There’s a philosophy debated among political operatives in Washington, D.C. that suggests being in the opposition party automatically means better business. The Lincoln Project gurus, who billed themselves as ostensibly “true” conservatives, decided to embrace that philosophy and spend millions of donor dollars fighting to ensure Donald Trump lost the election and Democrats were elected in down ballot races throughout the country.
With the exception of the general election, which technically hasn’t yet been decided but has been called by most media outlets for Joe Biden, the Lincoln Project took the “whopping” $39 million it raised from July through September, and promptly lost.
In fact, according to the Washington Free Beacon, the organization went 0-7 in key Senate races. According to FEC filings, the Lincoln Project boasted $67 million in total receipts this cycle, and spent $59 million total – $19 million of it against Donald Trump. That’s about $40 million lost on down-ballot races.
Small-donor Republican supporters of the group, who may have believed the Lincoln Project’s marketing and donor rhetoric that they were fighting for real conservatism, are now likely scratching their heads to hear of the organization’s epic failures. But supporting Democrats – more than opposing Donald Trump – seems to have been the thrust of the Lincoln Project all along.
Framing their support of Democrats in state races as battling against “Trump stooges,” the Lincoln Project raised 39 percent of their funding from small donors giving $200 or less, and used it to try to unseat Republican senators like South Carolina’s Lyndsey Graham and Senate Majority Leader Mitch McConnell – seats that will be instrumental in conservative battles against the increasingly progressive agenda favored by the new wave of Democratic leadership.
None of this is ultimately surprising to those who have looked deeply into the funding and expenditures of the Lincoln Project. Capital Research Center’s InfluenceWatch database shows, in addition to the unusually high rate of small donations, that the group took a great deal of money from Democratic donors and maintains serious connections to Democratic candidates and their operatives.
Do Republican small donors to the Lincoln Project know, for example, that the organization’s largest contributor is the billionaire hedge fund manager Stephen Mandel, who gave the group a cool million? According to InfluenceWatch, “Mandel and his wife are major donors to Democratic-aligned groups: They donated $5 million to Priorities USA Action, the largest Democratic Super PAC; over $200,000 to a Hillary Clinton-supporting Super PAC in 2016; and hundreds of thousands more to other Democratic PACs and candidates.”
And was it disclosed to Lincoln Project donors who saw their ads on social media that the group spent almost $3 million to oppose President Trump, they spent $723,000 to support Democratic presidential candidate Joe Biden?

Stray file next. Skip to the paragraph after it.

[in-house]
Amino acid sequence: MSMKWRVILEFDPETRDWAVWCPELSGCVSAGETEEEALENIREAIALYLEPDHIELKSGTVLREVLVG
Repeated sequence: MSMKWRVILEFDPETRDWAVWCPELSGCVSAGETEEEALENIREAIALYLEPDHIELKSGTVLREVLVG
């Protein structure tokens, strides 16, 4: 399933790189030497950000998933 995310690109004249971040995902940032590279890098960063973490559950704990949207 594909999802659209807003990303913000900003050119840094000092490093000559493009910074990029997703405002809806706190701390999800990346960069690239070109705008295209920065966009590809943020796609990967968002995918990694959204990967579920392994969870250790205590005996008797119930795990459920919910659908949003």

“Roughly another $1 million has been spent on opposing Republican legislators, including $460,000 against Senator Mitch McConnell (R-KY) and almost $200,000 against Senator Joni Ernst (R-IA). In addition, $130,000 has been spent in support of Democratic senatorial candidate Steve Bullock (D-MT),” InfluenceWatch shows.
Then there are the political connections the group boasts, possibly unknown to average Republicans who thought they were giving to a group espousing “real” conservativism. The Lincoln Project has negotiated what’s called “fundraising consulting services” from the Katz Watson Group whose founder, Franz Katz Watson, is the former national financial director of the Democratic National Committee. Katz Watson also provided services to the Democratic Senatorial Campaign Committee, the Democratic Congressional Campaign Committee, and the U.S. Senate campaign of former U.S. Rep. Beto O’ Rourke (D-TX).
It gets even better. The Lincoln Project has negotiated payment to a firm run by Adrienne Elrod, the former director of strategic communications for Hillary for America and to Zachary Czajkowski, who has worked for President Barack Obama, Hillary Clinton, and other Democratic politicians.
That’s a whole lot of work and payment to Democrat operatives for a group that ostensibly wants “real” Republicans to win.
Anyone fooled by the Lincoln Project should now understand that their kind of grift represents a particularly craven version of the idea that being in the opposition can be good for business – one where “better business” involves lining ones’ pockets instead of honest marketing and working on behalf of ones’ donors. The Lincoln Project’s self-aggrandizing grift exemplifies why Americans distrust Washington politics. The bright side is, while they separated a lot of well-meaning donors from their money, they actually weren’t very good at winning elections.
This article first appeared in the American Thinker on November 25, 2020.